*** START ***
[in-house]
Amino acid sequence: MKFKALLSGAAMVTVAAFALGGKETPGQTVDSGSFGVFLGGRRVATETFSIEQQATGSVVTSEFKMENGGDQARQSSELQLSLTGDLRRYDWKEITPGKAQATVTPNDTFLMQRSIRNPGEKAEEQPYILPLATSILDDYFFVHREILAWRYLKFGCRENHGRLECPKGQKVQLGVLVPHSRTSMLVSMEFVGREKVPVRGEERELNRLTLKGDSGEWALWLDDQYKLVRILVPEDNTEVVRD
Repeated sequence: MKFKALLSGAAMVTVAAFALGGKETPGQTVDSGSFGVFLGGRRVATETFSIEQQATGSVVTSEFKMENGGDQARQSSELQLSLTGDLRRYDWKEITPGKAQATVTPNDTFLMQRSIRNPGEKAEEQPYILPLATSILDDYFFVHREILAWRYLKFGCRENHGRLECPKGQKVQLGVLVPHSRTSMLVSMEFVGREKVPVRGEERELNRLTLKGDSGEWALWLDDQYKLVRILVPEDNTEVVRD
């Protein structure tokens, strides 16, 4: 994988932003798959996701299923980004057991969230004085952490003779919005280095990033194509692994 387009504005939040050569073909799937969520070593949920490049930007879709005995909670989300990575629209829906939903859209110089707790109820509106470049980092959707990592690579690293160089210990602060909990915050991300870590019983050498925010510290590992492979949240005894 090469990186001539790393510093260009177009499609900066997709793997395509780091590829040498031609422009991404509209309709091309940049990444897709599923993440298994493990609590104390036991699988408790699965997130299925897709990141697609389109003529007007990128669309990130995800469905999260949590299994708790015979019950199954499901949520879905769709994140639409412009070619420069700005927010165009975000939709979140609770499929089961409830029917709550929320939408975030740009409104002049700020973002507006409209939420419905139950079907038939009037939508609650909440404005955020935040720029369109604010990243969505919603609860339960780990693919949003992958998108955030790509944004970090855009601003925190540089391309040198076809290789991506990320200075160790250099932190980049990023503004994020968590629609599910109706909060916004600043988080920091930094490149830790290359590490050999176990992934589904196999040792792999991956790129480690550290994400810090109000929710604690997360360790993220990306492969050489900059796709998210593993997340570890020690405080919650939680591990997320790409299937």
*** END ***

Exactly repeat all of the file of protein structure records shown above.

[in-house]
Amino acid sequence: MKFKALLSGAAMVTVAAFALGGKETPGQTVDSGSFGVFLGGRRVATETFSIEQQATGSVVTSEFKMENGGDQARQSSELQLSLTGDLRRYDWKEITPGKAQATVTPNDTFLMQRSIRNPGEKAEEQPYILPLATSILDDYFFVHREILAWRYLKFGCRENHGRLECPKGQKVQLGVLVPHSRTSMLVSMEFVGREKVPVRGEERELNRLTLKGDSGEWALWLDDQYKLVRILVPEDNTEVVRD
Repeated sequence: MKFKALLSGAAMVTVAAFALGGKETPGQTVDSGSFGVFLGGRRVATETFSIEQQATGSVVTSEFKMENGGDQARQSSELQLSLTGDLRRYDWKEITPGKAQATVTPNDTFLMQRSIRNPGEKAEEQPYILPLATSILDDYFFVHREILAWRYLKFGCRENHGRLECPKGQKVQLGVLVPHSRTSMLVSMEFVGREKVPVRGEERELNRLTLKGDSGEWALWLDDQYKLVRILVPEDNTEVVRD
């Protein structure tokens, strides 16, 4: 994988932003798959996701299923980004057991969230004085952490003779919005280095990033194509692994 387009504005939040050569073909799937969520070593949920490049930007879709005995909670989300990575629209829906939903859209110089707790109820509106470049980092959707990592690579690293160089210990602060909990915050991300870590019983050498925010510290590992492979949240005894 090469990186001539790393510093260009177009499609900066997709793997395509780091590829040498031609422009991404509209309709091309940049990444897709599923993440298994493990609590104390036991699988408790699965997130299925897709990141697609389109003529007007990128669309990130995800469905999260949590299994708790015979019950199954499901949520879905769709994140639409412009070619420069700005927010165009975000939709979140609770499929089961409830029917709550929320939408975030740009409104002049700020973002507006409209939420419905139950079907038939009037939508609650909440404005955020935040720029369109604010990243969505919603609860339960780990693919949003992958998108955030790509944004970090855009601003925190540089391309040198076809290789991506990320200075160790250099932190980049990023503004994020968590629609599910109706909060916004600043988080920091930094490149830790290359590490050999176990992934589904196999040792792999991956790129480690550290994400810090109000929710604690997360360790993220990306492969050489900059796709998210593993997340570890020690405080919650939680591990997320790409299937």